An increasing ROI on paid Twitter promotions indicates positive results.

An increasing ROI on paid Twitter promotions indicates positive results. Source: e-Strategy Trends





Creatively Titled First Post

Let me begin by saying I’m new at blogging. Not the world of blogs – I’ve read many in my days as a member of the internet generation – but as a writer. A media savvy friend of mine has been goading me to begin for years, bribing me with the opportunity to guest write film reviews for any B-grade horror or kitschy 90s flick he would never personally feature on his own blog. But my major set back was that I never felt like I knew what to say, what to write about.

Well, now my direction has been set for me. In the pursuit of my certificate of Public Relations at Ryerson University, I am currently taking two seperate courses that require each student to start their own blog.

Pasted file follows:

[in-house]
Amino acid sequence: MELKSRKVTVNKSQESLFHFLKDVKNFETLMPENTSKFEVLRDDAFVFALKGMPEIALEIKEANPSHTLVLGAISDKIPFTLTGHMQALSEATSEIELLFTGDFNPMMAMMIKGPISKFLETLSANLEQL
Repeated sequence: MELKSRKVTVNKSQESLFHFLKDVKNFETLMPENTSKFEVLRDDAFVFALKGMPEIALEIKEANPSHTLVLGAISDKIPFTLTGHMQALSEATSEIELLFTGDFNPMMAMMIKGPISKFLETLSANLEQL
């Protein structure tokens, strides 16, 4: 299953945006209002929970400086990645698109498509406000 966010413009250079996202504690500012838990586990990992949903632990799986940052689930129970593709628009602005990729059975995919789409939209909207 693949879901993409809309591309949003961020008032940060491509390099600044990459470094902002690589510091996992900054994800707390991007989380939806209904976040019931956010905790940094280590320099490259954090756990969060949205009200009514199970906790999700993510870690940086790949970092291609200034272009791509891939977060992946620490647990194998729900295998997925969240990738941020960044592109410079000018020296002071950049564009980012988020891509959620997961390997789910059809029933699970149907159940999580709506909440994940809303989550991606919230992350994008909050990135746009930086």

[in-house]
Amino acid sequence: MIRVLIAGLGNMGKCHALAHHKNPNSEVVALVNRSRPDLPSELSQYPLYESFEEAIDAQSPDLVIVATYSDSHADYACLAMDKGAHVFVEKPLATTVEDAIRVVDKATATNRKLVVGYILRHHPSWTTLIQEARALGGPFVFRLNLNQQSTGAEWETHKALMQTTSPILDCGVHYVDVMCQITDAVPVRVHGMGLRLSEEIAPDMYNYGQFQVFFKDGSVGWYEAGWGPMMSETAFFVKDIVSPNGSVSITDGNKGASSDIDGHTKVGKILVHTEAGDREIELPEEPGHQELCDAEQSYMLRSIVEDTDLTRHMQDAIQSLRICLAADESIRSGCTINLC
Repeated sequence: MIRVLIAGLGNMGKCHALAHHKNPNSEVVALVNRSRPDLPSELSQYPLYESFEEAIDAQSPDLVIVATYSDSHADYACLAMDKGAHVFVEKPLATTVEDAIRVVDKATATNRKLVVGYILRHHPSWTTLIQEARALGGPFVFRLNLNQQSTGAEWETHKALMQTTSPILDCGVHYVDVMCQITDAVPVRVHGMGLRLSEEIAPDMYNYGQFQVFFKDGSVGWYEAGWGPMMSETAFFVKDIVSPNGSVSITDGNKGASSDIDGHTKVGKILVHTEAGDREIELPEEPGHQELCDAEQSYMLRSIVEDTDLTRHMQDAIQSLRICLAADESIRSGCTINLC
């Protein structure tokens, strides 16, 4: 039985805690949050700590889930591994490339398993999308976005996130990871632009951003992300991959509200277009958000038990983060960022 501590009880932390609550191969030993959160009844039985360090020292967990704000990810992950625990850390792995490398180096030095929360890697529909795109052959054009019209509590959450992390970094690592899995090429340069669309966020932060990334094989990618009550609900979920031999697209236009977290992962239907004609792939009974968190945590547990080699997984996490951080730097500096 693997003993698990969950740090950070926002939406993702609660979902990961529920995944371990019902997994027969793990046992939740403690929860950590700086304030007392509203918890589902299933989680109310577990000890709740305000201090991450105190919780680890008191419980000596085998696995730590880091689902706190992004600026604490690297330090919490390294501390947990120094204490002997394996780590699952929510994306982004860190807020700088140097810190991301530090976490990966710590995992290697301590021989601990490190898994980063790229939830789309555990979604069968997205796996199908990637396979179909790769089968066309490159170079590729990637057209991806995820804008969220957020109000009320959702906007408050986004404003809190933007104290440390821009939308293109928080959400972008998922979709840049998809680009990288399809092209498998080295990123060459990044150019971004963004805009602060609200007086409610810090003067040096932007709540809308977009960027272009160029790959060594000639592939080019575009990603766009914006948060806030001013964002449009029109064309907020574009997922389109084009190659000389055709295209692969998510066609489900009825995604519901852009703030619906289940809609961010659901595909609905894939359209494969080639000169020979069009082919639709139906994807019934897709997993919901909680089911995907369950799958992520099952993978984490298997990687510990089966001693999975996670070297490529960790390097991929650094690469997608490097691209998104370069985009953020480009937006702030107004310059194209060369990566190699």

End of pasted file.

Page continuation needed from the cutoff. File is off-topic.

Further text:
The first is a course in social media, which I am particularly interested in with the burgeoning reliance on Facebook, Twitter, Pinterest, and the likes in every facet of our public lives. Promotion, marketing, event planning and even networking take place almost soley online for a huge percentage of peers.

The second course is focused on reputation management, which is in and of itself an interesting topic. But in tandem to my other studies this term, you think about how quickly a comment or remark can be spread or criticised in this world of instant information. Warren Buffett once said,  “It takes 20 years to build a reputation and five minutes to ruin it.” Today,  we can safely say it takes much less than that, in a world where a single tweet can crumble an empire.

And so this blog has been born to chronicle my upcoming adventures in the exciting, if not sometimes intimidating, world of public relations here in Toronto, Canada. May I wish myself good luck.